Ho emphasizes that it’s not a straightforward picture-book, cradle-to-grave biography of Lin, whose parents emigrated from Taiwan. A Harvard grad, Lin’s explosive start in the 2011-12 season spawned intense adulation among his fans, which came to be known as Linsanity.

“He’s like the skeleton structure for exploring how this trio of nameless Asian American kids are witnessing his rise and using that to empower themselves in their own dreams,” Ho explains. “It was more about writing this book for the theoretical five-year-old me who would have been so thrilled to see this happening.”

The Cherie Smith JCC Jewish Book Festival will present Richard Ho in a free lecture at 10 a.m. on Wednesday (February 14) at Vancouver Talmud Torah School. This event is sponsored by Esther Chetner. The festival continues until February 15. An additional event with The Wolf Hunt author Ayelet Gundar-Goshen is scheduled on February 25.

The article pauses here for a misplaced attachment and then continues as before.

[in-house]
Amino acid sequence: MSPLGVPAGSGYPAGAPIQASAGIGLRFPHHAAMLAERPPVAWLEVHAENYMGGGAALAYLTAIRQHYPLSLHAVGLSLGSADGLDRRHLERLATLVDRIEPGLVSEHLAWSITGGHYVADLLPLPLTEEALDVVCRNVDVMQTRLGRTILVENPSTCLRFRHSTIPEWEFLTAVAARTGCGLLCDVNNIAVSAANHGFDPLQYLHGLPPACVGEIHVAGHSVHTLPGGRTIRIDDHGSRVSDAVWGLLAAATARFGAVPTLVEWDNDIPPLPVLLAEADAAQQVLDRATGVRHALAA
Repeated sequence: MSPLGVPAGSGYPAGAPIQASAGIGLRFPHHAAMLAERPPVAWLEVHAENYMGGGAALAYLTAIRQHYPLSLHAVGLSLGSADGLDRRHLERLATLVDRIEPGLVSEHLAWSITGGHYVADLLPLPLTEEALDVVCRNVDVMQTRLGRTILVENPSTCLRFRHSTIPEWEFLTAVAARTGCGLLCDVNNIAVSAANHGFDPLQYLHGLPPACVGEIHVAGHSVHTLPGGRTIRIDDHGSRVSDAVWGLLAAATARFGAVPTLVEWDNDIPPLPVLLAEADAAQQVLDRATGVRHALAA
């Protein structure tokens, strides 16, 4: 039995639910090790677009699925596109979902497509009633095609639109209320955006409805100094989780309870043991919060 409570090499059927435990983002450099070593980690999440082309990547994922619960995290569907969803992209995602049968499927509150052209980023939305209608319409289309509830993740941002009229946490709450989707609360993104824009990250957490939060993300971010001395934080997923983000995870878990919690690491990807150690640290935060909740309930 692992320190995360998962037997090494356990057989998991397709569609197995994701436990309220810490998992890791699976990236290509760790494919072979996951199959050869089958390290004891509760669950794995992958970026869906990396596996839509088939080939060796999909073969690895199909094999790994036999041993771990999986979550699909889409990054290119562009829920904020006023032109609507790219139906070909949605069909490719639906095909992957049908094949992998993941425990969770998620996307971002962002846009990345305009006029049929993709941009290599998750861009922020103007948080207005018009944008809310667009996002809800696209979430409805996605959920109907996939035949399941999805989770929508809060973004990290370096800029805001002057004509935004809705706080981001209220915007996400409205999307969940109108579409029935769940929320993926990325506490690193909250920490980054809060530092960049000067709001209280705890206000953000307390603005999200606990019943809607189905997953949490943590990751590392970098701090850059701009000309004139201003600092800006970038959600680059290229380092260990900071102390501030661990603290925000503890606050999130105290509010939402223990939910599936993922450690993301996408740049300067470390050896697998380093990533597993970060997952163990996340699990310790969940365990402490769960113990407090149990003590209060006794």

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Charlie Smith

Charlie Smith

Pancouver editor Charlie Smith has worked as a Vancouver journalist in print, radio, and television for more than three decades.

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We would like to acknowledge that we are gathered on the traditional and unceded territories of the Coast Salish peoples of the xʷməθkwəy̓əm (Musqueam), Skwxwú7mesh (Squamish), and Səl̓ílwətaɬ (Tsleil-Waututh) Nations. With this acknowledgement, we thank the Indigenous peoples who still live on and care for this land.